As the primary caregiver for my parents, taking a vacation is challenging for me. Actually, taking any kind of time away from them is difficult, whether it’s getting away for work, taking care of my own health or seeing friends and other family members. One of the reasons is that every day I’m away, a crisis seems to inevitably occur. Even my parents’ neighbors comment that the emergencies always seem to happen when I’m out of town. This week has been no different.
I’m away, and not only is the nursing facility where my Mom has been for rehabilitation (after an extended illness ) trying to dismiss her prematurely – I just received an email from my sister saying Mom had a transient ischemic attack (TIA), which is a kind of mini-stroke.
But this time – I’m almost 6,000 miles away, and it’s not so easy to hop on a plane and return to Phoenix.
When I moved from Wasington DC to Arizona over two years ago to care for my parents, I began flying back to DC monthly for work purposes. While it was difficult to prepare for being away, and I had an intense catch-up period every time I returned to Phoenix, things were going fairly well. But over the months, my absences have become even harder. I’ve had to cut business trips short suddenly several times in the past few months due to my parents’ sudden health needs. Not only does this cause work problems, the ticket changes cost me up to $800 each time.
But I am very lucky – my colleagues at AARP understand what caregiving is all about. They ‘get it,’ and have urged me to get back to my parents quickly. “You don’t want to have any regrets,” my boss, Kevin, said a couple of months ago, as I struggled with the decision of leaving DC early. “I’ll tell you what to do – go!” That’s the kind of boss every caregiver wants. And he was right.
So making the decision to take this vacation – a gathering of friends in Barcelona, Spain to celebrate several 50th birthdays – was extremely difficult. Two of my sisters agreed to cover for me and split the time with my parents between them. I arranged for my concierge/assistant, Debbie, to fill in the gaps and take over the last two days when neither of my sisters could be there. I stayed up all night before my overseas flight – paying bills, preparing paperwork, coordinating arrangements; making sure everything was covered for my time away.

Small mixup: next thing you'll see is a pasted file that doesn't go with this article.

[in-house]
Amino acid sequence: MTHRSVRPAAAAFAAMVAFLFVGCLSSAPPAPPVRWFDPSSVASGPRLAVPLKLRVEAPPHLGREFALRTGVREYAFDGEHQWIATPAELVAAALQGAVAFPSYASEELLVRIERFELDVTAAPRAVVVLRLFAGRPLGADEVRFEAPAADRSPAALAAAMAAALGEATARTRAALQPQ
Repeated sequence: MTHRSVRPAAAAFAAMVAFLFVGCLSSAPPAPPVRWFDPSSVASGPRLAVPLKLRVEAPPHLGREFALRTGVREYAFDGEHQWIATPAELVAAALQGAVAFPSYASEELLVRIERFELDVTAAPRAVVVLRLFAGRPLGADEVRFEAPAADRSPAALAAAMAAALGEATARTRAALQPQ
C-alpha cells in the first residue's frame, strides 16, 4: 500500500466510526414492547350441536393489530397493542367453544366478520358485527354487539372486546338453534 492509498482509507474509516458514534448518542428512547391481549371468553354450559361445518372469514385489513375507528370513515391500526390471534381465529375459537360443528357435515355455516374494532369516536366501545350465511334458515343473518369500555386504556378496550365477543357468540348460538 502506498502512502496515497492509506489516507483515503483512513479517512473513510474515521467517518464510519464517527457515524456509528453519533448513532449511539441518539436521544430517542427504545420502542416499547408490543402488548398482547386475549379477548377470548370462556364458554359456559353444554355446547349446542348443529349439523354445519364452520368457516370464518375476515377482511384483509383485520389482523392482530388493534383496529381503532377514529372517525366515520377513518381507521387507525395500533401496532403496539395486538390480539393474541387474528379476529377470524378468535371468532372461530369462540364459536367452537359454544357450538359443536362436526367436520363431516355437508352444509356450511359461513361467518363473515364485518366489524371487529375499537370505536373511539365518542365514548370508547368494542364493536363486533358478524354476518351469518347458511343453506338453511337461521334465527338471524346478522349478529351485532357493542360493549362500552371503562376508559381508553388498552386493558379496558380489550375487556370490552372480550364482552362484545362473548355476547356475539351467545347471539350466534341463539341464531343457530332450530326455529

I almost canceled the trip a few days before I left when the nursing facility suddenly said the insurance wouldn’t pay anymore and Mom would be dismissed while I was gone. But they agreed to extend for at least part of the time so nervously, I left with my sisters to continue the battle of care for my Mom.
Everyone said I needed this vacation badly and it was a “once in a lifetime opportunity.” I knew it was true – but would I really be able to relax? Given the work I had to bring with me and the unsettled nature of Mom’s status at the nursing facility?
My parents are constantly in the back of my mind, I admit. But I have been managing to enjoy fabulous Barcelona, visit the Grí cia Festa Major, drink the best chocolate in the world, enjoy my friends and fabulous food at night – as well as work a bit every day (what did we do before the internet?!) It has been a great respite get-away.
However, today my bubble burst as we happily prepared to leave our rented apartment to take a day trip to Girona. I got an email from my sister saying Mom suddenly couldn’t use her right hand and the visit to the Emergency Room had resulted in a TIA (transient ischemic attack) diagnosis. In addition, the talks with the nursing facility weren’t going well. My throat tightened, my stomach clenched and my heart sank. The tears flowed.
In any caregiving situation it’s easy to feel somewhat helpless – at a loss to know what to do. It’s a terrible feeling. But with the distance between us and a 9 hour time difference I feel completely powerless.
I have emailed my sister asking for more information; trying to understand what is happening so far away. I want to know how my Mom and Dad are handling this latest setback. I am trying to decide if I should once again return early.
But it’s the middle of the night there and I get no response. The waiting is excruciating….yet it’s all I can do.
Suddenly all the sites, food and fun just don’t mean as much to me.
Will I ever really be able to “get away?” Can I never have a vacation that doesn’t include a crises and heart-lurching news?
Photo credit: Barcelona Port by Amy Goyer